Born in Utah, Oddescee developed a passion for hip hop from her older brother, Tommy, who would spin N.W.A and Dr. Dre. “For me, hip-hop is a lifestyle. It just is. I dream it—I breathe it,” she says. Drawing her true hip-hop inspiration from the now-deceased Lisa “Left Eye” Lopes of TLC, Oddescee began writing at the age of 12 as a form of therapy that soon became a compulsion, she says—a way of bleeding her pain and anxiety onto paper. “After hearing Left Eye, that’s when I was like, ‘I can do this,’” she says. Oddescee takes on a real-world approach to writing, with no pretense or misrepresentation. “I don’t write about money I don’t have and cars I don’t drive. I write about things I know, things I’ve lived through,” she says.

Oddescee expresses her inner "nerd" self in her rhymes and with her matching, lighthearted tattoo on the back of her neck.
Oddescee expresses her inner “nerd” self in her rhymes and with her matching, lighthearted tattoo on the back of her neck.

After moving to New York at the age of 14, Oddescee was quite literally pulled into the freestyle battle scene off her stoop, with “hip-hop around every corner.” This aided her in overcoming her shy and self-conscious nature, as she was thrown into the sink-or-swim freestyle cyphers. Oddescee moved back to Utah in 2000 to find the Salt Lake hip-hop battle scene to be poppin’—much larger than she expected, and probably larger than any of us realize. “[The Salt Lake scene is] close to the scene in New York,” she says. “There’s a lot of new talent, and a lot of people do it.”

Oddescee’s preference and comfort zone is freestyle battle or topic freestyle battle, where the audience yells out topics for the emcees to include in their round. “I think my topics [at the last battle] were a grumpy cat, a penguin and a top hat,” she says. However, since battling within the Utah chapter of AHAT (All Hip Hop All The Time), Oddescee has had to get her feet wet in the world of written battles, where the opponents have several days to write, prepare and practice their battle material. Written battles do present their own set of obstacles, Oddescee says—forgetting your rhymes being the worst one. Each opponent is presented with three rounds of 90 seconds with which to slam their fellow emcee. Oddescee says, “Sometimes you say random stuff, but it gets a reaction out of the crowd, which is what you want.” Including but not limited to: “I’ll put a hollow clip to this hollow clit and blow out her cervix/Call it a public service”—lyrics from a recent battle versus Vegas emcee Vicki Myers. She goes on to tell me of her last opponent and good friend, Big Al, rhyming that her nipples look like poppy seeds. “You have to know not to take it to heart—part of battling is to put on a good show. Sometimes you have to say some mean shit,” she says. Water under the bridge is the name of the game afterward, and maintaining a level of professionalism and knowing that it’s all part of the job helps Oddescee get over some of the sexist and vulgar rhymes with which she is often slammed back.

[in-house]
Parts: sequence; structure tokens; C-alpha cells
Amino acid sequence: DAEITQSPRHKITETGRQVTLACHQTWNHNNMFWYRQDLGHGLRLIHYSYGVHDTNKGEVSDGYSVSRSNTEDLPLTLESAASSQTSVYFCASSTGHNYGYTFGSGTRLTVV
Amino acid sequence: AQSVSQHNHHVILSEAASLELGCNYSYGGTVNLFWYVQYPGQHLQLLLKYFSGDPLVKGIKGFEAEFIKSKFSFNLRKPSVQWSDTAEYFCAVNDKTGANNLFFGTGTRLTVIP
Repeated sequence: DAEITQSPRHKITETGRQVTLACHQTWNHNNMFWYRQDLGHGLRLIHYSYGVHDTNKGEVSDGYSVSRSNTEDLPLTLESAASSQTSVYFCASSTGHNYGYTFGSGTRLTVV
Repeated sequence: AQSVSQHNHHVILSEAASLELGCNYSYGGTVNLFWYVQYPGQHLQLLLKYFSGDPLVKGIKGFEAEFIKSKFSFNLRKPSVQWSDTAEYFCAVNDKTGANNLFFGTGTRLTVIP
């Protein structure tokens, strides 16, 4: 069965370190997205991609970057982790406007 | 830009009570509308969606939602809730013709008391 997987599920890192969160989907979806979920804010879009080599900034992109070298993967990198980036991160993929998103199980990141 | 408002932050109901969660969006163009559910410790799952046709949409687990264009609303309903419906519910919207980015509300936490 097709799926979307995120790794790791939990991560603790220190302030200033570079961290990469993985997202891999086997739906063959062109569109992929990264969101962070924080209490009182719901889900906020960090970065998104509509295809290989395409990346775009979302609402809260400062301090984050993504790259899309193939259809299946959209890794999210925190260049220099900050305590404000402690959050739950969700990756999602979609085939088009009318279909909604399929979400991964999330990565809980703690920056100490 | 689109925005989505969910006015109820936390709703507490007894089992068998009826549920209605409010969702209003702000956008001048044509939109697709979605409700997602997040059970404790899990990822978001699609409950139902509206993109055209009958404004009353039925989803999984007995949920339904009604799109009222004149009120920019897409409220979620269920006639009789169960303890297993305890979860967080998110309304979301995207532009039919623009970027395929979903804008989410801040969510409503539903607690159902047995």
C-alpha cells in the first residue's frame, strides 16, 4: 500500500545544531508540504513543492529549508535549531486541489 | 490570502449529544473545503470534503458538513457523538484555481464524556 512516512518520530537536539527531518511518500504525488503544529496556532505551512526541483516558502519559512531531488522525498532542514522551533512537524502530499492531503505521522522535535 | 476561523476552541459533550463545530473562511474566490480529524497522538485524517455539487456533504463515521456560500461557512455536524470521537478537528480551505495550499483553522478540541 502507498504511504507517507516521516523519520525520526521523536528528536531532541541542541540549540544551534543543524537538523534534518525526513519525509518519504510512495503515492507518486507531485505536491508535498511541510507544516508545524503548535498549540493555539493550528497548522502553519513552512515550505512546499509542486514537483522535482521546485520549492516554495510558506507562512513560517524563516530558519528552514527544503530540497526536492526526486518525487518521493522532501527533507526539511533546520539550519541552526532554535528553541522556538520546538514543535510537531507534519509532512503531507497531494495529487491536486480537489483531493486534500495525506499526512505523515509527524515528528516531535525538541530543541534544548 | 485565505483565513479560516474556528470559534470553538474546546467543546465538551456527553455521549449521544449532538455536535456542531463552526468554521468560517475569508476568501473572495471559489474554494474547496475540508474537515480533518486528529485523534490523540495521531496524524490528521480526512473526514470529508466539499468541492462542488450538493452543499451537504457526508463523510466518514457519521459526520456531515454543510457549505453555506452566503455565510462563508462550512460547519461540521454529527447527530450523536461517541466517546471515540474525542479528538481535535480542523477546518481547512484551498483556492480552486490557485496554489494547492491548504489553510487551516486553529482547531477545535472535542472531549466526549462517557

AHAT was formed in California and spreads throughout the West, including Las Vegas, New Mexico, Utah and Texas. The Utah chapter was founded and funded by Nicholas Fonseca and often turns out up to 300 attendees. Oddescee encourages anyone who is interested in signing up or just checking out a battle to visit the organization’s website, ahat.tv, or to check out their YouTube channel, youtube.com/user/allhiphopallthetime.